MePT

FULL NAME: methylphosphotriester (mePT)


DESCRIPTION:
Methylation damage can occur on the DNA sugar-phosphate backbone to form MePT. The physical accessibility and negative charge of the phosphate oxygens make them a favorable site for chemical reaction. When double-stranded DNA is treated with MNU, 17% of the total methylation occurs on the backbone to yield MePT. These adducts react with water and other nucleophiles much faster than the common diester form of phosphate linking adjacent nucleosides, leading to facile cleavage of the backbone. Of the two diastereomers formed, only the Sp-MePT is repaired by the Cys-38 residue in the N-terminal domain of Ada. This selective repair results because the oxygen atom on the phosphate in the Sp diastereomer is only 3.5Å away from the acceptor cysteine residue versus 5Å in the Rp configuration. In vivo studies using wild-type Ada and truncated Ada (lacking MePT repair capability) transfected into HeLa cells showed the same extent of resistance to the cytotoxic effects of alkylating agents, similar sister chromatid exchange induction, as well as host-cell reactivation of adenovirus. This observation suggests that MePT may not have cytotoxic effects in cells. The role of MePT seems to be a chemosensor for detection of methylation damage and induction of the adaptive response in E.coli, but their role, if any, in eukaryotes is unknown. The alkyl groups from O6meG and O4meT are transferred to Cys-321 at the C-terminus of Ada E.coli protein, whereas those from a third substrate, methylphosphotriester (MePT), is transferred to the N-terminus of Ada. It was initially believed that the methyl group from MePT was transferred to Cys-69 on the protein but recent evidence identifies Cys-38 as the acceptor residue. Methylation of Cys-38 of Ada converts it to a transcriptional activator of the genes encoding the ‘adaptive response’ to alkylating agents, namely, ada, alkA, alkB and aidB. This is the most nucleophilic of all available cysteine residues in Ada since it is not part of a network of hydrogen bonds. Methylation at this site reduces the overall negative charge on Ada. Reduction in charge density is important for the role of Ada as a transcription factor as it enhances its interaction with negatively charged DNA by 1000-fold. The number of Ada molecules is estimated to rise from one to two molecules in an unadapted state to 3000 molecules in a fully adapted cell. It was initially found that Ada preferentially repairs O6meG as compared with O4-meT but recent evidence suggests that it repairs both lesions with equal efficiency. As discussed earlier, N-terminal domain of Ada has an inherent electrostatic switch that works in a methylation-dependent fashion to modulate its affinity for DNA and ability to act as a transcription activator. There is no known homolog of N-terminal domain of Ada in eukaryotes, thus making the repair of MePT in mammalian cells uncertain.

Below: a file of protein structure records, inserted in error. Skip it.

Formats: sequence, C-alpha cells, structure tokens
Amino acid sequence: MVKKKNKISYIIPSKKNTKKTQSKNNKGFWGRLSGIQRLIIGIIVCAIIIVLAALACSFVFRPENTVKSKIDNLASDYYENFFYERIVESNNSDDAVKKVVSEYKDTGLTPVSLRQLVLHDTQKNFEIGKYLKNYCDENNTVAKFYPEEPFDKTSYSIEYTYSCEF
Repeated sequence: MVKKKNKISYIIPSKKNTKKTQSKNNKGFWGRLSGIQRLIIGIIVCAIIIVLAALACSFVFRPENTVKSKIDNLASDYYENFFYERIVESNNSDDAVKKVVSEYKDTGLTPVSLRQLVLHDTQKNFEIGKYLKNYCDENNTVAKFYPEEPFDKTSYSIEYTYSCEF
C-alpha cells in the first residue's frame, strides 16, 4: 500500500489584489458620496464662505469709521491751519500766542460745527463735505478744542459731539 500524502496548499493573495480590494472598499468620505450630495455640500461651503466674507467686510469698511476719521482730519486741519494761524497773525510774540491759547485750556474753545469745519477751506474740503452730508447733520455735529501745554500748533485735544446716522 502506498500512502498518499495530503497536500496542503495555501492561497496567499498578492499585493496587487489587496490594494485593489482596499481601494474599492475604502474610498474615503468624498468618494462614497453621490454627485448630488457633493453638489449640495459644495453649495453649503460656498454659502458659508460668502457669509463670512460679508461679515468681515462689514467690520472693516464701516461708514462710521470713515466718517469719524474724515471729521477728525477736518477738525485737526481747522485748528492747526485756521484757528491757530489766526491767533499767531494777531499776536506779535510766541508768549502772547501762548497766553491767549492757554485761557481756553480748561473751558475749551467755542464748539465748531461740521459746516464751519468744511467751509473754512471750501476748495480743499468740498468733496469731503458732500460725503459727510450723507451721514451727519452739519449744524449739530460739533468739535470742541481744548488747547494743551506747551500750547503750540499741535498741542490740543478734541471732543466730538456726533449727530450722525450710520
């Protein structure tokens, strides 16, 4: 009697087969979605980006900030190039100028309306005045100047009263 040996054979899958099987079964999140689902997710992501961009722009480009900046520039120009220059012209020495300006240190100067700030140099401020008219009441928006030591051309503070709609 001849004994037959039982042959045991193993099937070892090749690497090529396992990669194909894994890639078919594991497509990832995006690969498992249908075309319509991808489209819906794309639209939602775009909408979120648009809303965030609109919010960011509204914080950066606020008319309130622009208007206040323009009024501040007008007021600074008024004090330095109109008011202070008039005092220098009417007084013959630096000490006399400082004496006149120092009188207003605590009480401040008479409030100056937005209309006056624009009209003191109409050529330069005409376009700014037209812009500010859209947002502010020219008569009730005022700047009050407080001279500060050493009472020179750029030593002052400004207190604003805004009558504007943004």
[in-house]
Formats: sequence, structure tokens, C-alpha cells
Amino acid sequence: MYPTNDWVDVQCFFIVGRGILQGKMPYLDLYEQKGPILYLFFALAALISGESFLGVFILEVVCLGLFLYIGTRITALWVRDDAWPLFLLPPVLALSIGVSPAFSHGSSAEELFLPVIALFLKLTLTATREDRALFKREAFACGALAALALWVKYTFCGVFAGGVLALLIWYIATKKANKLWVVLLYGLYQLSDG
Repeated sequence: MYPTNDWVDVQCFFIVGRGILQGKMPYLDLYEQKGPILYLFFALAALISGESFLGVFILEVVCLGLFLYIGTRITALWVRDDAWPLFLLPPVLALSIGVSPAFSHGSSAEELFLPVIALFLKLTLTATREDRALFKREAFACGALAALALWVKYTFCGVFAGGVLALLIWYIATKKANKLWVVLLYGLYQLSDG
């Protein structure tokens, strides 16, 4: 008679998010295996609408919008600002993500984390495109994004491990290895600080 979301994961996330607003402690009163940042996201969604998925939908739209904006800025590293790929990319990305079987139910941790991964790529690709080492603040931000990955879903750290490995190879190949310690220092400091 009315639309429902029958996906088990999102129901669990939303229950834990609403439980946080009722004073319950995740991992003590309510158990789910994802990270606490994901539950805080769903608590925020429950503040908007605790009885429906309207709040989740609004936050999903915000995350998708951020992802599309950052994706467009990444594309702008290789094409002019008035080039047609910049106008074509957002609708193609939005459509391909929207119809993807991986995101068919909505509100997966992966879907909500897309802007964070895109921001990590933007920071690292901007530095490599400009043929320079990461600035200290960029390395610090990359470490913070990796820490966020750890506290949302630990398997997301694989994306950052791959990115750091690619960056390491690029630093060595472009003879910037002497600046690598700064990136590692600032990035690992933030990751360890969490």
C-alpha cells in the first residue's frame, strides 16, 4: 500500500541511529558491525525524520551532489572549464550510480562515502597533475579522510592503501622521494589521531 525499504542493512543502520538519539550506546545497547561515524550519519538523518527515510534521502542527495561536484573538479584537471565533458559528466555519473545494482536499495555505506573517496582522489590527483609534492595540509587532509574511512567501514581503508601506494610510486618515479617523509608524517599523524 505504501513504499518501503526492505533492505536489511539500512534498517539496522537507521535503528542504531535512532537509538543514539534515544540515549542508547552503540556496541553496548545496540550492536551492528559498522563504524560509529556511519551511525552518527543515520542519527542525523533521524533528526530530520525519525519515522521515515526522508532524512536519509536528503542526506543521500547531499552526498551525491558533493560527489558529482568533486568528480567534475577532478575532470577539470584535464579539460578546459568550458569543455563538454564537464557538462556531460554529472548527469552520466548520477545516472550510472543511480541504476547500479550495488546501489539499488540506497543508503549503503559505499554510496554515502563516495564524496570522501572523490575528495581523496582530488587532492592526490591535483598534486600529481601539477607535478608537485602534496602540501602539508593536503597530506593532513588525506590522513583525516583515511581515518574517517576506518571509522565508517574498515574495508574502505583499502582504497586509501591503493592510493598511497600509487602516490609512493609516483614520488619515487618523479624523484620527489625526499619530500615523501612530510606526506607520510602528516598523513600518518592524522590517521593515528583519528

DAMAGE TYPE: methylation damage


DNA DAMAGE SOURCE(S) (MAIN):
N-methyl-N-nitrosourea (NMU)
alkylating agents


DNA DAMAGE EFFECT(S) (MAIN):
cytotoxic
stalled replication fork


PATHWAYS:
direct reversal (DR)


DNA repair protein(s) related to damage:
Ada


Last modification date: Sept. 16, 2011